TITLE

Results of phase I study of a multi-modality treatment for newly diagnosed glioblastoma multiforme using local implantation of concurrent BCNU wafers and permanent I-125 seeds followed by fractionated radiation and temozolomide chemotherapy

AUTHOR(S)
McPherson, Christopher; Gerena-Lewis, Margie; Breneman, John; Warnick, Ronald
PUB. DATE
July 2012
SOURCE
Journal of Neuro-Oncology;Jul2012, Vol. 108 Issue 3, p521
SOURCE TYPE
Academic Journal
DOC. TYPE
Article
ABSTRACT
Previously we demonstrated median survival of 69 weeks after combination therapy of permanent, low-activity I-125 seeds and BCNU wafers for recurrent glioblastoma multiforme (GBM). We designed this prospective phase I trial to assess efficacy of this combination treatment for newly diagnosed GBM. Patients with newly diagnosed GBMs deemed amenable to gross total resection were included. This dose-escalation study of I-125 seeds included three 6-patient cohorts, receiving increasing doses of 3000, 6000, and 9000 cGy, and a maximal number of BCNU wafers placed surgically. Postoperatively patients underwent standard fractionated radiation to 5,940 cGy followed by temozolomide chemotherapy. During enrollment of the first 6-patient cohort, the trial was stopped when 3 of 5 patients developed radiation toxicity. Five patients (median age 55 years, range 46-64 years) completed postoperative radiation; Karnofsky Performance Status ranged from 70 to 90. This lowest-dose cohort received I-125 seeds at 3,000 cGy and maximal BCNU wafer placement, and reached endpoint (median 26 weeks follow-up). Two patients developed local disease progression (median 34.4 weeks). The 3 patients who developed radiation toxicity, which was documented on follow-up MRI and confirmed by MRI spectroscopy (median 20 weeks), underwent treatment with steroids and bevacizumab. Our phase I study was closed during enrollment of the first 6-patient cohort because of the high incidence (60 %) of early radiation toxicity. We do not recommend the seed-wafer therapy for newly diagnosed GBM patients but rather reserve this as salvage therapy for select patients with recurrent GBM.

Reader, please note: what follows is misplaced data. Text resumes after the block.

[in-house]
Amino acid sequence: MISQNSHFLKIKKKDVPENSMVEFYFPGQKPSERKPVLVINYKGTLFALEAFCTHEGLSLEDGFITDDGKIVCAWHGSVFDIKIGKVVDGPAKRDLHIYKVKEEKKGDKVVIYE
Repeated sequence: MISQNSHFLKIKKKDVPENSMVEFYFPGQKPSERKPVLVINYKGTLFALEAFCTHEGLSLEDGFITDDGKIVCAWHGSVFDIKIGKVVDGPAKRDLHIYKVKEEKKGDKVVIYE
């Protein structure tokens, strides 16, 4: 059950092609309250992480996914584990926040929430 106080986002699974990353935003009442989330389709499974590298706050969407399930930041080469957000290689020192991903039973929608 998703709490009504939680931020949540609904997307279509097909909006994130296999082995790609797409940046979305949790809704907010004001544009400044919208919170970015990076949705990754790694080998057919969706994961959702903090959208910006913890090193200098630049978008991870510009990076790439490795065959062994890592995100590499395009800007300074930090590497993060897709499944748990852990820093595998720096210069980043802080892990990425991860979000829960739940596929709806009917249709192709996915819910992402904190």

ACCESSION #
76350882

 

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